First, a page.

Finally, cities such as Paris, London, NY, Tokyo and Hong Kong face an acute shortage of undeveloped real estate. Contrast this with Toronto and our acres of undeveloped land in the city core.
 
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Kettal made a prediction based on evaluation of facts and events as he sees them I assume. Just because it has not yet occurred does not mean he will be wrong in the longer term. Predicting the exact moment of change is difficult. I think all one can hope for is to be reasonably close.
If you make the same prediction repeatedly, maybe eventually it will be correct. That doesn't mean you have any better forecasting abilities than anyone else though, if you're off by say 4 years. Or a decade for that matter. People (myself included) have been predicting a significant real estate pullback for a decade now.
 
A little off topic but I figure I'll just ask this here instead of making a new thread. Is there a website that shows what a house in Toronto actually sold for? Not just the list price...
 
If you make the same prediction repeatedly, maybe eventually it will be correct. That doesn't mean you have any better forecasting abilities than anyone else though, if you're off by say 4 years. Or a decade for that matter. People (myself included) have been predicting a significant real estate pullback for a decade now.

Indeed. My place is up about 25% since 2009 based on what the neighbours are selling for. A 15% drop off today's price would make me pretty happy. If it takes another 2 years before prices stabilize or drop then there is a good chance I'll be up another 10%.

NOTE, a market crash (50% drop) wouldn't hurt my feelings as I'm looking to upgrade to something with more land for the next ~60 years based on my grandparents longevity.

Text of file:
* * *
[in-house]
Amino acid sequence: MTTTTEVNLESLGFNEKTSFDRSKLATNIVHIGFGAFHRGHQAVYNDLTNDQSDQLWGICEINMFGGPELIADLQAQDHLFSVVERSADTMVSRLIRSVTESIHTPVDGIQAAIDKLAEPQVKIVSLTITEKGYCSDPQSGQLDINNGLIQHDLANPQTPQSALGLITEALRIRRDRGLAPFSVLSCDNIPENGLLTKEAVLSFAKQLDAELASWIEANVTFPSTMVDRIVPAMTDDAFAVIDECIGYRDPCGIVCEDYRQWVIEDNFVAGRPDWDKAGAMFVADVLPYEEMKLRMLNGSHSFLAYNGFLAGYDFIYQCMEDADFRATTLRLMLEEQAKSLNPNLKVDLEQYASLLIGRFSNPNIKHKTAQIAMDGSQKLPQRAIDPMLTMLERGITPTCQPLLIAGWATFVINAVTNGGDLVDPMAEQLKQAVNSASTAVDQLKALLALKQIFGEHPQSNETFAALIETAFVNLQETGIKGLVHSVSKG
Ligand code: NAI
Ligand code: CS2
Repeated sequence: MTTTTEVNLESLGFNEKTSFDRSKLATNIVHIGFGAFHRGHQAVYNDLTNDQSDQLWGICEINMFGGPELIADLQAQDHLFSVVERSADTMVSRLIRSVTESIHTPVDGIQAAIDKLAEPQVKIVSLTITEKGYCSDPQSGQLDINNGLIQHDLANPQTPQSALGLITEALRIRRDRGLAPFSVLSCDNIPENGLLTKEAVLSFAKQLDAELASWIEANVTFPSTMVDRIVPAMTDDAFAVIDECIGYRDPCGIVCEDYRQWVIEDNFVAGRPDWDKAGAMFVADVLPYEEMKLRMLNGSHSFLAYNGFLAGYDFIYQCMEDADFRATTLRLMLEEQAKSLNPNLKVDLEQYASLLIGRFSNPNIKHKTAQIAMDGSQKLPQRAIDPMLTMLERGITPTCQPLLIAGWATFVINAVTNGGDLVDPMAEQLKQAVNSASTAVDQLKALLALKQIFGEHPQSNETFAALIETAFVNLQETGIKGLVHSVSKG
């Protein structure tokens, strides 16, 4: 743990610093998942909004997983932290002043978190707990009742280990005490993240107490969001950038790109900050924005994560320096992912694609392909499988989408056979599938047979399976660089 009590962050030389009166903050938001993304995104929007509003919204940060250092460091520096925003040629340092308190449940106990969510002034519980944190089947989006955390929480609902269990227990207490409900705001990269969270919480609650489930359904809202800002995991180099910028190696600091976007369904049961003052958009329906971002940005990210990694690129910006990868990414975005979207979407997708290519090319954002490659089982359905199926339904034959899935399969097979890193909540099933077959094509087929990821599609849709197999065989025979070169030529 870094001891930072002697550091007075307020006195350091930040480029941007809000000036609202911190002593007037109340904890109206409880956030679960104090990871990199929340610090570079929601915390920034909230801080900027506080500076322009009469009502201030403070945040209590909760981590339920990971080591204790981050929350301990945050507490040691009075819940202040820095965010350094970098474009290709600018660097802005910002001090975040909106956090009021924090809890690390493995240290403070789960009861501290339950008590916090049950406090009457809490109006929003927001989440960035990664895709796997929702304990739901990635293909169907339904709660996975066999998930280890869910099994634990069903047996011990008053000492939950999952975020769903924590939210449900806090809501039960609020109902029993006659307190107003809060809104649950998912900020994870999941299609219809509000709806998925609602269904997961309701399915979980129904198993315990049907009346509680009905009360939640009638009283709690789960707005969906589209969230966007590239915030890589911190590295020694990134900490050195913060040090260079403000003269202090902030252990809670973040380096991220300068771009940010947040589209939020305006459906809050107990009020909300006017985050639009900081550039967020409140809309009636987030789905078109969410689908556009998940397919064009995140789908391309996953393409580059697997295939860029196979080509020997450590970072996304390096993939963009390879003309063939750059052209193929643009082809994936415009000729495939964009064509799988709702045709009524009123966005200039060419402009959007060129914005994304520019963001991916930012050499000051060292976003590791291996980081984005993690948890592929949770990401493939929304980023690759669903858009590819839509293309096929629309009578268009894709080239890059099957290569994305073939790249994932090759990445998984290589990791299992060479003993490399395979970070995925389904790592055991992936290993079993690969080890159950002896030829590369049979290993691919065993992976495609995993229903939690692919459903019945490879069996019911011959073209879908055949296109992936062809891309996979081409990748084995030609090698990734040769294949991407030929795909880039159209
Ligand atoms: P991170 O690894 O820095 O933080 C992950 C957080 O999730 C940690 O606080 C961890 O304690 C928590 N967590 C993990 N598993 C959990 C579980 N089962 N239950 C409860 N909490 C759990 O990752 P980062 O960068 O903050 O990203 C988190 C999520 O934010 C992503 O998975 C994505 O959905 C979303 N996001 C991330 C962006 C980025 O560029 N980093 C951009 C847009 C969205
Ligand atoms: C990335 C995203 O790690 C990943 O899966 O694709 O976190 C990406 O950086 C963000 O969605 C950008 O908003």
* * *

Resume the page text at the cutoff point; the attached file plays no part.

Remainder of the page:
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At this point, I think you'd have to be a fool to invest in Toronto real estate...that is if you're not in it for the long haul. We're headed for a recession (hell, it feels like we've been in one over the last several years)...buckle up!
 
Question for the folks in this thread. In your opinion, assuming someone is looking for a place to live for the next 5-7 years (house not condo) as opposed to an investment property, would it still be a bad time to buy?

I will also add that I agree with RE bears. The fundamentals are out of whack. With that said, prices have held. I just don't know what to make of this market. :confused:
 
Question for the folks in this thread. In your opinion, assuming someone is looking for a place to live for the next 5-7 years (house not condo) as opposed to an investment property, would it still be a bad time to buy?
1. We're all just guessing.

2. It's a lot easier to justify a purchase if you plan on living there 7-8 years than if it's just 4-5 years. The shorter the time frame, the less it makes sense, because of all the costs associated with buying a selling a home.

3. If you really are a real estate bear, then you might want to listen to yourself. That said, I expected the market was going to drop but bought anyway in 2007, just because I wanted to move out of my condo into a detached house. However, my time frame for staying in the place was hopefully 20+ years. See #2. By that time I would hope the place would have doubled in price. Similarly, my sister just bought a place a couple of months ago. She just needed a place to live, and hopes to be there for a decade or more.
 
The trend to miniaturization continues:

301 square foot condo with 89 square foot balcony (with world's shortest video tour)

Sold for $166000 ($551 per square foot, pre-construction).

A similar one is on sale for $200000 now. Granite counters, in-suite washer/dryer, but no closet space.

Stop the clock! $551 per square foot for a 301 square foot condo in REGENT PARK? Bought by a real estate agent as an investment?

Does Toronto have a bubble? There's your answer right there.
 
^ this efficient apartment is small but nicely done. For $1000/month, I don't think the investor will have a problem renting it out. But the $551psf is insane for pre-construction in regent park.

As for the article mentioning the 270 sf apartment at $200,000, that's a whopping $740psf. Stay far far away from these units